Internationalist Martyrs of the Rojava Revolution -II: Sarya Özgür
Countless people from all over the world joined the Rojava revolution and its defence. One of them was Sarya Özgür, who fell in Kobanê in 2014, becoming the first female internationalist to fall a martyr in Rojava.
“Being in Rojava and joining the resistance here are of great importance. We base on the slogan ‘Wherever there is an oppressed, we are there’. Rojava is the most important place to fight for all those oppressed and exploited,” said Sarya Özgür during her first arrival in the region.
In this second part of our dossier, we will address the life and struggle of Sarya Özgür (Sibel Bulut), one of the commanders of the Marxist-Leninist Communist Party (MLKP), who lost her life in Kobane.
Sarya Öz was born in Dersim province of Northern Kurdistan in 1986. She joined the organized struggle at a young age and worked in many cities, including Istanbul and Van. For a period of time, she worked for the Atılım newspaper as the chief editor. Known by her comrades for her devotion and decisiveness, Sarya always expressed that the emancipation of the Turkish people passed through the emancipation of the Kurdish people, defining this state as “a bond of fates”. She put emphasis on this fact also at her arrival in Rojava in September 2013, saying;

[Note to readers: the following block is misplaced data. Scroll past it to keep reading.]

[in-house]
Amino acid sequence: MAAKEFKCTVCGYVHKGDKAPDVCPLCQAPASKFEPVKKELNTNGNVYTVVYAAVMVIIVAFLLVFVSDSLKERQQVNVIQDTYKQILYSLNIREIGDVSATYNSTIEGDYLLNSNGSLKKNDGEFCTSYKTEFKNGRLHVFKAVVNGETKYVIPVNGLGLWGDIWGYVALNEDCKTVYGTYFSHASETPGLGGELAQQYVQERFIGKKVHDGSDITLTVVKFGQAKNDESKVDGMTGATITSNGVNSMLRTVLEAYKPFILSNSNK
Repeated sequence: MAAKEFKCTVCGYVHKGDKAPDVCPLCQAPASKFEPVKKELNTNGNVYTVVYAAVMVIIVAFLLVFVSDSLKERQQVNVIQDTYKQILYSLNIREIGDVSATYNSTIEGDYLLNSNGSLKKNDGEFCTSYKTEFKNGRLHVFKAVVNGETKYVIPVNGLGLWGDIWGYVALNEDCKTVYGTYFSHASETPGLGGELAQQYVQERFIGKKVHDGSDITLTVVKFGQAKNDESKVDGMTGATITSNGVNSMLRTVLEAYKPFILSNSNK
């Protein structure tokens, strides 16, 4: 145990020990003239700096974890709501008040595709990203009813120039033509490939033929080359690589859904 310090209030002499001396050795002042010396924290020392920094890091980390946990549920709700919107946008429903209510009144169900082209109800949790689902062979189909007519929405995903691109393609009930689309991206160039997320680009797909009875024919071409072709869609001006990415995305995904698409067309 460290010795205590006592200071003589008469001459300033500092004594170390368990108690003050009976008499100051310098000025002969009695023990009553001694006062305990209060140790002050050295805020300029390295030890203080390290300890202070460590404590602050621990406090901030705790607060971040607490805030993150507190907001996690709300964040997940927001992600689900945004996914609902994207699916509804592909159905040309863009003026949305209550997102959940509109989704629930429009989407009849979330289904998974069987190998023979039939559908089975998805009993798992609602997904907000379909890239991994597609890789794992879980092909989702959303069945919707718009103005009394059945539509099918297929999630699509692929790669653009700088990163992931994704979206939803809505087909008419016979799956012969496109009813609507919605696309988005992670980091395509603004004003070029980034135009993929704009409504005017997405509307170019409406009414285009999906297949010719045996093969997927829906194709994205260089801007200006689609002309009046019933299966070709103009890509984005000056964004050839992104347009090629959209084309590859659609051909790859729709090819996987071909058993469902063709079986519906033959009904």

“We have a bond of fate. Being in Rojava and joining the resistance here are of great importance for this bond. In addition, responsibility falls on us, communists, as well. We base on the slogan ‘Wherever there is an oppressed, we are there; no matter where, and in which country.’ Standing by all those oppressed and exploited. Leading them and struggling for them. This is what Rojava represents to us.”